Buying Building Materials on a Budget

One problem that we had with all three of our materials bids was that they exceeded our budget. Consequently, before we could accept one and get started on the building, something had to go. One sizable expense was windows and doors. For example, the lowest price on a prehung, solid-core door was $135, and we needed two of them. Then there were the interior doors and seven windows, which brought the total to more than $800.

We definitely were not willing to compromise on window area, since too little natural lighting can turn even the best space into a cell. We therefore looked into using Utility- or Economy-grade lumber instead of the Standard we'd planned on, but that offered only a $150 saving up front, and would surely mean that more wood would be wasted on culls and cutting. So we rejected that possibility as false economy. What about roll roofing instead of the more expensive metal that we'd had in mind? That change would have provided considerable initial savings, but sun, hail, and snow would have brought on early repair and replacement: more false economy.

After discussing many other conceivable compromises, we somehow came upon the idea of checking out salvage yards. Though the first one we went to carried nothing but high-priced junk, the second had an excellent selection of good merchandise at reasonable cost. We picked up windows that had been ripped out of a doctor's house during remodeling and doors from an old telephone company office. All told, we left the yard with all our doors and more window area than we'd thought we could afford, for only $200.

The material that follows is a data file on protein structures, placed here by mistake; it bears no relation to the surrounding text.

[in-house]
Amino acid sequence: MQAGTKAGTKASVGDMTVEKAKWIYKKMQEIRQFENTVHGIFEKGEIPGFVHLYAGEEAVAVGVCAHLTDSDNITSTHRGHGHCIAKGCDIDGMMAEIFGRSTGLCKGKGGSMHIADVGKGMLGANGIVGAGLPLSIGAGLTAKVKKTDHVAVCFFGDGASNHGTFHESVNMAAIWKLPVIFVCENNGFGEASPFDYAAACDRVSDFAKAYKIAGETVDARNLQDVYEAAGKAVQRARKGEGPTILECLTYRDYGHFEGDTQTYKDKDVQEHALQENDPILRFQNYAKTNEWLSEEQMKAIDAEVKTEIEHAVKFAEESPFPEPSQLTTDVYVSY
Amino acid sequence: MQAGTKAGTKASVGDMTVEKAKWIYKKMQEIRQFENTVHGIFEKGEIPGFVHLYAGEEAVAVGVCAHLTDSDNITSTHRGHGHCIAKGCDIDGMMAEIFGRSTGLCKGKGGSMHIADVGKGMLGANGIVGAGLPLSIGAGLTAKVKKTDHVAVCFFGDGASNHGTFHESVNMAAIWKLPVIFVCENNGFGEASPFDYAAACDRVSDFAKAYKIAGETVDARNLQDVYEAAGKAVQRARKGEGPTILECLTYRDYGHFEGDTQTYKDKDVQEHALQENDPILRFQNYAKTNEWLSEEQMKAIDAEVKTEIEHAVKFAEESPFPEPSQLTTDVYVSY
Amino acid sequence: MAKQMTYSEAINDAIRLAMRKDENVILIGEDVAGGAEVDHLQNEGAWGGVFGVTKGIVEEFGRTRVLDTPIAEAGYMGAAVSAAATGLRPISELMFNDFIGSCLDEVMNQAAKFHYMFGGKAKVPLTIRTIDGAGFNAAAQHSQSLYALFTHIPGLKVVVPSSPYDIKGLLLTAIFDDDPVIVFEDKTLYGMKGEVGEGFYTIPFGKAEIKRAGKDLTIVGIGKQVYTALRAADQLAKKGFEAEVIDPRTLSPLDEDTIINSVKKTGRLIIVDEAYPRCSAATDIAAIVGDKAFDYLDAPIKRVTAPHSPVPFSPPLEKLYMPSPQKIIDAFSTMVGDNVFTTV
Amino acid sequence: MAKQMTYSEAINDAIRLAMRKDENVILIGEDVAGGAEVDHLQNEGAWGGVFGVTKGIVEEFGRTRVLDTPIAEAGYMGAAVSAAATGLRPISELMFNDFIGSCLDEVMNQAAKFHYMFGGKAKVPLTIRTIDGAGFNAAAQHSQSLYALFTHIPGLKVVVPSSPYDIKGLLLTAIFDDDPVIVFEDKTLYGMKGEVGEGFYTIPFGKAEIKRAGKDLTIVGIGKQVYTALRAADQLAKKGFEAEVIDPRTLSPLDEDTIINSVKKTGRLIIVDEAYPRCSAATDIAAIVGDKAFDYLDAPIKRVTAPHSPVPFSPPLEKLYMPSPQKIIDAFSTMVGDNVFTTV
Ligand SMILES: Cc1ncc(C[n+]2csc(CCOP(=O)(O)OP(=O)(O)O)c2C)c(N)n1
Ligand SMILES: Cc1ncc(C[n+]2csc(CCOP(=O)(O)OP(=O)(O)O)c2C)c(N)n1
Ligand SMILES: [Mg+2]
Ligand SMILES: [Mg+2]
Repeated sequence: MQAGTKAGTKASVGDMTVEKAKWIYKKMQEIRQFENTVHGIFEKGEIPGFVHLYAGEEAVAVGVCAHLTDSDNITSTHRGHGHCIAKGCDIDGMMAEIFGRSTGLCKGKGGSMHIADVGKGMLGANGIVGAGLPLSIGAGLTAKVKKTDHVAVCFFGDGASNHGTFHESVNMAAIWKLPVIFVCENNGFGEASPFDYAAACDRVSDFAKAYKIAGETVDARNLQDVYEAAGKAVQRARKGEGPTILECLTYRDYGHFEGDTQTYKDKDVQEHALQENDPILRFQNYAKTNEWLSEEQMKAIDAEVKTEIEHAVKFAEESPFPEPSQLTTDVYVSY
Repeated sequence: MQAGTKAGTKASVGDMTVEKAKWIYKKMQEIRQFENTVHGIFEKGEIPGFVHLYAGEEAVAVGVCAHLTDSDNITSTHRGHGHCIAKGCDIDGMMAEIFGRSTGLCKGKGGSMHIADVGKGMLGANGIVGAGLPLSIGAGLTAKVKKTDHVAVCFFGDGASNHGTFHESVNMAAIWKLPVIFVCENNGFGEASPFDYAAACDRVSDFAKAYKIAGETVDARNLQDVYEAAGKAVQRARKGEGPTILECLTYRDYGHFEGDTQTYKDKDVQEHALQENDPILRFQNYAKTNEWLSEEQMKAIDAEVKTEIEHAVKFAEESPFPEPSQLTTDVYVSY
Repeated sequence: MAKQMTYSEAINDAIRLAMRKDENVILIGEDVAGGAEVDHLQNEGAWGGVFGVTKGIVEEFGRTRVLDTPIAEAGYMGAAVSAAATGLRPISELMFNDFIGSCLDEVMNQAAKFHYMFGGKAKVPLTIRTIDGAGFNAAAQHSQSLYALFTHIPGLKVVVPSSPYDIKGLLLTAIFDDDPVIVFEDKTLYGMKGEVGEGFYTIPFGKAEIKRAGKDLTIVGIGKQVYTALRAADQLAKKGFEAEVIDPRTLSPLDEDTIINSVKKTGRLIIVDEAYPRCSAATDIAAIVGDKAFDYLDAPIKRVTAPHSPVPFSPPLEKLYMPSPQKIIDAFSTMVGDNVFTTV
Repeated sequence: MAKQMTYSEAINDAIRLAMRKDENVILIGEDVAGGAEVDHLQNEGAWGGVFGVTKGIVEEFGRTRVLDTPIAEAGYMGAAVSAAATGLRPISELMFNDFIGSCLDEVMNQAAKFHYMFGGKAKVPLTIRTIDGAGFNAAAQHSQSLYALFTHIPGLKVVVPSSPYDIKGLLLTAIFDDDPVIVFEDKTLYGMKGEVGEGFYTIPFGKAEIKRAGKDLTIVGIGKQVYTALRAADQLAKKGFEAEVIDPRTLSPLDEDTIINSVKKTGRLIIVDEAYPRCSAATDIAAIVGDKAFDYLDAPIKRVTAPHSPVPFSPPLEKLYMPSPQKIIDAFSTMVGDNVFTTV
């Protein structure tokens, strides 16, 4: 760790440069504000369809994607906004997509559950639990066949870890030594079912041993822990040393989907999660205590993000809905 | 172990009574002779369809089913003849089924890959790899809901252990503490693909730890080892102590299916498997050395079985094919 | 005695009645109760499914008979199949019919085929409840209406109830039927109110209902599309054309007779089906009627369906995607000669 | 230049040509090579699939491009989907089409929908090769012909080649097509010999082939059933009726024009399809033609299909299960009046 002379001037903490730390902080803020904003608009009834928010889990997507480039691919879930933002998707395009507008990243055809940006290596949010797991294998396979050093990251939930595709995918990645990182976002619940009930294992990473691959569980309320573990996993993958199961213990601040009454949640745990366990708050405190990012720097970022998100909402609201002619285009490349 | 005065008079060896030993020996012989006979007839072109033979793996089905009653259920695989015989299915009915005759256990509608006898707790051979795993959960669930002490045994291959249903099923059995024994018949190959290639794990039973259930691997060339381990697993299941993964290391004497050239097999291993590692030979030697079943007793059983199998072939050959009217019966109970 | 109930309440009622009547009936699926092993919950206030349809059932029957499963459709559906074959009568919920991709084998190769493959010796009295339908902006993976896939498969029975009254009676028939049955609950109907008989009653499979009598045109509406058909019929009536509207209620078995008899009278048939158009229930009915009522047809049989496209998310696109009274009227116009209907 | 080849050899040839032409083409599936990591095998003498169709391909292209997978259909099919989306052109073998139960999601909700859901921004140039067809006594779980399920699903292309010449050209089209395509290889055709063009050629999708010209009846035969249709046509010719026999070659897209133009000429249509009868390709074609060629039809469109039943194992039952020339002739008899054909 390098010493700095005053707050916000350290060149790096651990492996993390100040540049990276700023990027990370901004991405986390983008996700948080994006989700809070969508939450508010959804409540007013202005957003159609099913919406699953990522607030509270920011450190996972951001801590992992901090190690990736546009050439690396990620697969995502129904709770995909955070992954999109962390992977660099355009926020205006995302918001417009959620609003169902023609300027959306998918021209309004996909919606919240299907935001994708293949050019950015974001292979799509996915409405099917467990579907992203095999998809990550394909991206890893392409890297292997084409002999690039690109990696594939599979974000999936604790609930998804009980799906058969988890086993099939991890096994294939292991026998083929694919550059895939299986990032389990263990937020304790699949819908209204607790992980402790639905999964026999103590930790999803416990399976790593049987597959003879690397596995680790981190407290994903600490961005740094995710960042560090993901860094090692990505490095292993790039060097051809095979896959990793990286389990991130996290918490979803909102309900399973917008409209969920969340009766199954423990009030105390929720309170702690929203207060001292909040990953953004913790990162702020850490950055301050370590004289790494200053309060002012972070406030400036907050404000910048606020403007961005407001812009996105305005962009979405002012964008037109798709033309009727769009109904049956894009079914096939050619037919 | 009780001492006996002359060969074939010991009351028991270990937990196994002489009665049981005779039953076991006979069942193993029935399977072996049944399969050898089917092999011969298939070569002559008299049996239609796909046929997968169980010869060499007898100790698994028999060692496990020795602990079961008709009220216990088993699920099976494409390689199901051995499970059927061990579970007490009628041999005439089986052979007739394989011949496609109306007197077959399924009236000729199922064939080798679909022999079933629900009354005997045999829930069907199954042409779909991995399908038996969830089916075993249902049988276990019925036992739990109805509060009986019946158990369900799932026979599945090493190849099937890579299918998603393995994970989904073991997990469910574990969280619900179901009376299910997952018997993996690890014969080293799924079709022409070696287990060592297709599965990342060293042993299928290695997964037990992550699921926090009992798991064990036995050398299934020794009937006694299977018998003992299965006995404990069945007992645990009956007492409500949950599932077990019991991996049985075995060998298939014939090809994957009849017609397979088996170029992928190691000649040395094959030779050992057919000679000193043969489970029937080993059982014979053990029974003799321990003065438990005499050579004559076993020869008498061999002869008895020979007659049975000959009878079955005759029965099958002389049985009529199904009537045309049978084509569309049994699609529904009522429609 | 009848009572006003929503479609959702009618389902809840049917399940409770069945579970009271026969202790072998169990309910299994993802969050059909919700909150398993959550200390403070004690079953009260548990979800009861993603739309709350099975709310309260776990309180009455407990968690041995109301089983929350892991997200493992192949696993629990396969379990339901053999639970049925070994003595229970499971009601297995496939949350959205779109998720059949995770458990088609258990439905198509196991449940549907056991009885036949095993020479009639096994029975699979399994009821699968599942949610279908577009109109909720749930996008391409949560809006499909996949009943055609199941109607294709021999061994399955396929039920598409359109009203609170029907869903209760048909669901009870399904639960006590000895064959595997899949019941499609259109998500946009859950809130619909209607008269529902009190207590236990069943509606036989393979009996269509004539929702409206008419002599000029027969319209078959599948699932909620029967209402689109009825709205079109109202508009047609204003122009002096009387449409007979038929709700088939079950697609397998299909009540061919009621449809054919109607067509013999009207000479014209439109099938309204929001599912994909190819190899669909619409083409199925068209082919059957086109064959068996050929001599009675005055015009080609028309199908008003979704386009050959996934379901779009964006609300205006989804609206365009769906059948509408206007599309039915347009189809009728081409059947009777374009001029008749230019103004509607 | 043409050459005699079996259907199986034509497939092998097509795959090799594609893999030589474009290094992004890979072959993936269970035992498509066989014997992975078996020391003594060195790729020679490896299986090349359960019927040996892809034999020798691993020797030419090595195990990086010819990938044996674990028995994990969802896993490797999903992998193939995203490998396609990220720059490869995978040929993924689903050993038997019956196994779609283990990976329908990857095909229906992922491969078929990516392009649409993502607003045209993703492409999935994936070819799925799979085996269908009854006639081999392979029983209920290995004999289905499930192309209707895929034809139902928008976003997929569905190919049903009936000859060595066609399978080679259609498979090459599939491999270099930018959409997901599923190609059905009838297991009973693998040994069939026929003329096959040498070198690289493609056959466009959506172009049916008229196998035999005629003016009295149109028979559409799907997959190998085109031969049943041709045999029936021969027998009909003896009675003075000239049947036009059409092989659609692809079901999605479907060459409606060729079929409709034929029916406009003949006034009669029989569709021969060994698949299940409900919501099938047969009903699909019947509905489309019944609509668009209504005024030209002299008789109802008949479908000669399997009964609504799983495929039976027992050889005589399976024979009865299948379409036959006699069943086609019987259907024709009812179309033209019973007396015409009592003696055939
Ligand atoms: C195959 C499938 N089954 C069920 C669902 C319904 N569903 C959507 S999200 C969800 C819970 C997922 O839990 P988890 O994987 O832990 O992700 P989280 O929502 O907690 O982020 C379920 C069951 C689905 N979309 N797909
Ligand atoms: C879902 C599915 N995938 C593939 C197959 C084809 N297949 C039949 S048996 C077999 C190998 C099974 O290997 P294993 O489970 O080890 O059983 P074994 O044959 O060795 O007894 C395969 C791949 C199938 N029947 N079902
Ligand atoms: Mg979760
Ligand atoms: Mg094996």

Auctions also helped us meet our budget by providing a 4-1/2'-long cast-iron bathtub for $3.00, along with a toilet, a cast-iron sink, faucets, and another old tub for a total of $5.00. (One bathtub ended up as a watering trough for our horses.) Our kitchen counter tiles came from another auction, where we picked up more than 100 of the 6"×6" pieces for a mere $6.50. (For first-rate buying advice, I recommend Randy Kidd's article, "Farm Auction.")
 

tje
8/11/2016 1:25:05 AM

Great article! You've given me inspiration to do it myself. I like your advice about planning. With proper planning and a computer, I could build the entire thing virtually, then see where corrections needed to be made. I could mark all the boards and materials, and go from there. Thanks! One question: You say the bathroom is functional. Kitchen as well? Where do you get your water, and the power to pump it, since you have no electricity? Thanks again. Great job. Jim


bryan comeaux
11/17/2011 12:04:57 PM

why not build the floor roof and interior walls the same way build cheap live free they cant win if were not paying them